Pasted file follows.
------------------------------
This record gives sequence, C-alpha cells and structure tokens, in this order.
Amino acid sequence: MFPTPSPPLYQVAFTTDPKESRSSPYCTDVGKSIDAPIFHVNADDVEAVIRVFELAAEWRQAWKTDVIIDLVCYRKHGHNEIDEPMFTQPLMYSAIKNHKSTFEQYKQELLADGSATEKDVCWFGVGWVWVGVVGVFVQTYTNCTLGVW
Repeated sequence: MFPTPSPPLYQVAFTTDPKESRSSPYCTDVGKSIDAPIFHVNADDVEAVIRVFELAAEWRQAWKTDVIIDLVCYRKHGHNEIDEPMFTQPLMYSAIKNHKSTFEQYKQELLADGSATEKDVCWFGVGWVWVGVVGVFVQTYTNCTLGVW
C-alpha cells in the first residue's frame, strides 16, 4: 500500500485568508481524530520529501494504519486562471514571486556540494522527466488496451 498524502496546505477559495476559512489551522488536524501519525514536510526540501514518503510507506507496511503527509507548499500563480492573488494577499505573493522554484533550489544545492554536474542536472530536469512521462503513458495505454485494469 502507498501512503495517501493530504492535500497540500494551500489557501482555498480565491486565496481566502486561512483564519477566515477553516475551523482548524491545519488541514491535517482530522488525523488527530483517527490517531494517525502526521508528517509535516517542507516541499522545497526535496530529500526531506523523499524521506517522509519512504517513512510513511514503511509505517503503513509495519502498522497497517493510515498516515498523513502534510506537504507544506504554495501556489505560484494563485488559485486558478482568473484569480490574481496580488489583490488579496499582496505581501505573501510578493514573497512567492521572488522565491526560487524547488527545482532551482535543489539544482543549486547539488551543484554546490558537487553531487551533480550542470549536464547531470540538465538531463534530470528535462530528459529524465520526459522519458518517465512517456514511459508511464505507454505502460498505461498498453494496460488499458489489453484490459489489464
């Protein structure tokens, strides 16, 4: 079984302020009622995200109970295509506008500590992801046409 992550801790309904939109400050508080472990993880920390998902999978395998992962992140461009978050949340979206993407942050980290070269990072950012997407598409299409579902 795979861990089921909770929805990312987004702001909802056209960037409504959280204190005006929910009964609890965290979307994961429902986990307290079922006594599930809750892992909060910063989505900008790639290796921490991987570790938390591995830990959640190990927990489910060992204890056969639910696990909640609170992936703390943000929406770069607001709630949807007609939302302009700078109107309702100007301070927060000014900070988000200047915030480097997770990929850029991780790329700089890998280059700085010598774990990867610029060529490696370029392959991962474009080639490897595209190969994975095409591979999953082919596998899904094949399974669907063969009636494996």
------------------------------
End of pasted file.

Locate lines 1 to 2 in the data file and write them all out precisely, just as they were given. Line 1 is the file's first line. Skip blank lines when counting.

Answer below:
This record gives sequence, C-alpha cells and structure tokens, in this order.
Amino acid sequence: MFPTPSPPLYQVAFTTDPKESRSSPYCTDVGKSIDAPIFHVNADDVEAVIRVFELAAEWRQAWKTDVIIDLVCYRKHGHNEIDEPMFTQPLMYSAIKNHKSTFEQYKQELLADGSATEKDVCWFGVGWVWVGVVGVFVQTYTNCTLGVW